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Distressed Hospitality & Its Impact on the Industry


Pepperclub Fund Manager, Amaresh Chetty writes about COVID-19 effect on the hospitality industry & job losses.

A document authored by the Treasury titled, “Economic transformation, inclusive growth, and competitiveness: A contribution towards a growth agenda for the South African economy”, states in the abstract :-

“The combination of low growth and rising unemployment means that South Africa’s economic trajectory is unsustainable. Government should implement a series of growth reforms that promote economic transformation, support labour-intensive growth, and create a globally competitive economy. We start by highlighting five fundamental building blocks of sustainable long-run growth…addressing distorted patterns of ownership…small business growth; (iii) prioritizing labour-intensive growth in sectors such as …tourism;…We estimate the economy-wide impact of the proposed interventions over time based on when they can realistically be implemented, and find they can raise potential growth by 2–3 percentage points and create over one million job opportunities.”

That was last year, and then the world changed with the advent of the corona virus.

According to a recent survey conducted on the tourism sector in South Africa by the IFC South Africa hosted some 10.4 million international visitors last year.

The tourism sector employs some 740 000 people directly and 1.5 million indirectly.

The survey found that 99 percent of respondent businesses had been impacted negatively by Covid-19, with 50 percent already having made staff redundant. Since the introduction of restrictions in the country, 69 percent of businesses had temporarily closed and 58 percent had applied significant downscaling.

The survey also indicated that 58 percent and 54 percent of businesses respectively could not cover debt repayments or fixed costs in March.

The Western Cape alone estimate job losses of over 200 000 in the sector.

It would be trite to continue to cite the research published by the IFC report so for the sake of brevity I will refrain from explicating the relationship between COVID and tourism, indeed the economy.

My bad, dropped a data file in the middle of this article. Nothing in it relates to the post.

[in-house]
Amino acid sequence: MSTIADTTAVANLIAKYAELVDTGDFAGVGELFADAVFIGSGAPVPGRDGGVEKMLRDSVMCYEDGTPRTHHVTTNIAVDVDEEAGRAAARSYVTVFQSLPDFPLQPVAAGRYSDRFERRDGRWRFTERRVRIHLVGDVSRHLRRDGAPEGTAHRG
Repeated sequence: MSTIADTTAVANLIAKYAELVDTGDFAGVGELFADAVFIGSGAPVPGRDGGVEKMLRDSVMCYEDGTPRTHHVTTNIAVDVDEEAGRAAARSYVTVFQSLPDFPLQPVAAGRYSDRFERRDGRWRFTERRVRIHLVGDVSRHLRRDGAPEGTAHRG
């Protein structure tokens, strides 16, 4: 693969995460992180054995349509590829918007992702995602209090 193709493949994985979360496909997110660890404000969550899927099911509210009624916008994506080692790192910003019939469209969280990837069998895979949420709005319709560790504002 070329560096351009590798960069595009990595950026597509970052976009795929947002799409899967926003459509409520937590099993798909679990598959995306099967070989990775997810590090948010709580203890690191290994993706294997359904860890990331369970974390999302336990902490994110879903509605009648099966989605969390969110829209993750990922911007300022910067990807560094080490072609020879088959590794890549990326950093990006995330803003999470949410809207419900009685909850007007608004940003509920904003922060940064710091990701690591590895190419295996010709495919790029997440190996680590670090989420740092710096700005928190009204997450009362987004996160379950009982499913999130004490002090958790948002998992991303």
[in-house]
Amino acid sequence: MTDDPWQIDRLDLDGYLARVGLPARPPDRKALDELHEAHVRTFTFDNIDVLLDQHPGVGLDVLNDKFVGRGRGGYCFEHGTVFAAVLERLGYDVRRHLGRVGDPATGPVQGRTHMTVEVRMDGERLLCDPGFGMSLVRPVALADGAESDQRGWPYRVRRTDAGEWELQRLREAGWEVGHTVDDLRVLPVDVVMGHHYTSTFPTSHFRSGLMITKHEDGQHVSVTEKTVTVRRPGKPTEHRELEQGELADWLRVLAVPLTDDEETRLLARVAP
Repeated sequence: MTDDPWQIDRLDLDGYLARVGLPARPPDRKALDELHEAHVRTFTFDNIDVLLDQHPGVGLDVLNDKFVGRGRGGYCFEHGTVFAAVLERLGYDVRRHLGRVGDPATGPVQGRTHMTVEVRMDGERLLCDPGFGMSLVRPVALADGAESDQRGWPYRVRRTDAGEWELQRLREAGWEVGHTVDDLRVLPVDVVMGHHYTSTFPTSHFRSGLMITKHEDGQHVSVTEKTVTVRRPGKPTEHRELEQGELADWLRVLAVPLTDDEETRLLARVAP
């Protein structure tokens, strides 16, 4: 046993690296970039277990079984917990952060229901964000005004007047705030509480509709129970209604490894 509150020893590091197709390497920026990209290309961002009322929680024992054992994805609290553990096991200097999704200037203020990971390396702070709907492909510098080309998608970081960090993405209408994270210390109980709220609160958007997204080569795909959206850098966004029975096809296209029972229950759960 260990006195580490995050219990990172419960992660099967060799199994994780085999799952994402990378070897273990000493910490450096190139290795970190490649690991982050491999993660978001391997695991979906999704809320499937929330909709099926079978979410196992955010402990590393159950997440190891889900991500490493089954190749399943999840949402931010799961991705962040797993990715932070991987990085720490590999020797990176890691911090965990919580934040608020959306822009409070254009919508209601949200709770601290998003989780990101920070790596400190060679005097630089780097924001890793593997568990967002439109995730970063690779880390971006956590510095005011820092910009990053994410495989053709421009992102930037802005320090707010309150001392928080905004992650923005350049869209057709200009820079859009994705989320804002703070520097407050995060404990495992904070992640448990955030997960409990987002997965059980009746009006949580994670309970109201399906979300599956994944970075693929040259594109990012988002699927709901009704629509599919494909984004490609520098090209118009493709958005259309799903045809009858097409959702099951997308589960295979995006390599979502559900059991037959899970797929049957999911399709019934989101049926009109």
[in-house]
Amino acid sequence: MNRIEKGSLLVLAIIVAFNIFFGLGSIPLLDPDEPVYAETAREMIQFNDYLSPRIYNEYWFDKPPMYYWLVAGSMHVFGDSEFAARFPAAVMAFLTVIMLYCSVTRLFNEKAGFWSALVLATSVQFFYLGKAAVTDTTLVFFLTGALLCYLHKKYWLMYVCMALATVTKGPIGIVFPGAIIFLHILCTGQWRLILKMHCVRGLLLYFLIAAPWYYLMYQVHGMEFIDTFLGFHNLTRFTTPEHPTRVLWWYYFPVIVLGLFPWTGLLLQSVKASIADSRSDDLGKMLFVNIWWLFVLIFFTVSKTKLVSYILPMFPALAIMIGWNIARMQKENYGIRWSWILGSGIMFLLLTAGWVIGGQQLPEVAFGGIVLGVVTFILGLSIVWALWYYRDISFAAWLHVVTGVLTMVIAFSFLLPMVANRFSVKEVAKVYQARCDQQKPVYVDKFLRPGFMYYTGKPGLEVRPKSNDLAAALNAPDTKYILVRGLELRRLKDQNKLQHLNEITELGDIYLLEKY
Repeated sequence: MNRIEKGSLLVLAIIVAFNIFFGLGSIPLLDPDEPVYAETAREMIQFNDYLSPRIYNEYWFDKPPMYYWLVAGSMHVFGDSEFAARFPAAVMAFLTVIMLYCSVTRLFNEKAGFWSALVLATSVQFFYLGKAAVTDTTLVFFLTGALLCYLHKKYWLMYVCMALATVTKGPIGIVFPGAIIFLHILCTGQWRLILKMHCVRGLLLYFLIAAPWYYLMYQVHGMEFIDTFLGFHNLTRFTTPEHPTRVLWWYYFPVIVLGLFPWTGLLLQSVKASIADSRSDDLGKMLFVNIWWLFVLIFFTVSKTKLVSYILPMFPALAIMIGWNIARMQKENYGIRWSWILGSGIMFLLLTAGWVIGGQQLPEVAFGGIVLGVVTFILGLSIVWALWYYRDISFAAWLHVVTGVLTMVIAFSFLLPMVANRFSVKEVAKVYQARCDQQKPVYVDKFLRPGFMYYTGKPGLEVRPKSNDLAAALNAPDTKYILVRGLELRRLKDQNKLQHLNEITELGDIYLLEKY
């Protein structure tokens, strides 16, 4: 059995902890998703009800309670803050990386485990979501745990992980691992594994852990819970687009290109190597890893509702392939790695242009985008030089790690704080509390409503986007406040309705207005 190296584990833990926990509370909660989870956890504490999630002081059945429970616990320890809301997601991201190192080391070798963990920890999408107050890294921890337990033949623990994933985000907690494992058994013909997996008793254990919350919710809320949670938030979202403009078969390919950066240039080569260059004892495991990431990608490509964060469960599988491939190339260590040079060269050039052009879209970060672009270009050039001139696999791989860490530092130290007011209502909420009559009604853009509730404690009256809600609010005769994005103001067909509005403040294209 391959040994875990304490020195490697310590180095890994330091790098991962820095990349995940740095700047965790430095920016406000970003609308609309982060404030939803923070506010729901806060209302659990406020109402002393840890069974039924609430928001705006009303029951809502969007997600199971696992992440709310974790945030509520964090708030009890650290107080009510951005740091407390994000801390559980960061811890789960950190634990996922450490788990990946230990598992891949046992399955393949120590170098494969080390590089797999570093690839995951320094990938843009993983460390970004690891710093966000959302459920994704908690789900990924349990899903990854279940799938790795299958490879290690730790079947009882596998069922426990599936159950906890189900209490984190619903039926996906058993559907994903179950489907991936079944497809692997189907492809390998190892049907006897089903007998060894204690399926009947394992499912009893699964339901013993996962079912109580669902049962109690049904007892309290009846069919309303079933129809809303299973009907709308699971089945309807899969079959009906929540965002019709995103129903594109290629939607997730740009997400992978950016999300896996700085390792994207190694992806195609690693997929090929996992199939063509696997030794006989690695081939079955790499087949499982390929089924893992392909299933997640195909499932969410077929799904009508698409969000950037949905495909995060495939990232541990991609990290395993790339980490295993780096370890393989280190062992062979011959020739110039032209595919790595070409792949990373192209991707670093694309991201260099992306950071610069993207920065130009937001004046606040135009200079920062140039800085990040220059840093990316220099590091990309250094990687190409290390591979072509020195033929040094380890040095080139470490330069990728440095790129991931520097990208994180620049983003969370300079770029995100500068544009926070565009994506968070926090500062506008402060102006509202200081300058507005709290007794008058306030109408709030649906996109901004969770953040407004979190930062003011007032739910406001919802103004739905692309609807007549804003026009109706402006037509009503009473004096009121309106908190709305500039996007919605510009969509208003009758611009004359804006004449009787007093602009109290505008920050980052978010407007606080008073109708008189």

I had originally intended to write this note motivating for Section 12J to continue to allow investments with a real estate underpin as there is a class of investor that considers the tangible underpin of real estate a risk mitigant.

To that end perhaps a fair trade would have been to ask that Treasury consider allowing Section 12J investments in enterprises to which the real estate is critical and which serves a social purpose and would build capacity in an otherwise stretched public sector and had in mind to suggest :-

a. Schools – you appreciate why they can’t simply re-locate given the anguish that would cause to hundreds of learners
b. Hospitals and medical facilities such as clinics and day facilities -same reasoning as above

In the post-COVID environment far from the noble aspiration to create one million jobs, the first priority should be to prevent any jobs from being shed and this is a grim reality. To this end I believe that tourism should continue to be allowed by the Section 12J regime.

Distressed hospitality assets may well require an equity re-capitalisation to strengthen their balance sheet and that is well suited to be provided by a VCC.

In other cases a more opportunistic VCC may purchase a distressed hospitality asset – both instances will at least preserve jobs that may otherwise be lost.

Given government’s limited budget to support the tourism industry, court challenges aside, the investment capacity provided by VCC capital should be viewed as a welcome addition to a very real problem that can not be ignored.


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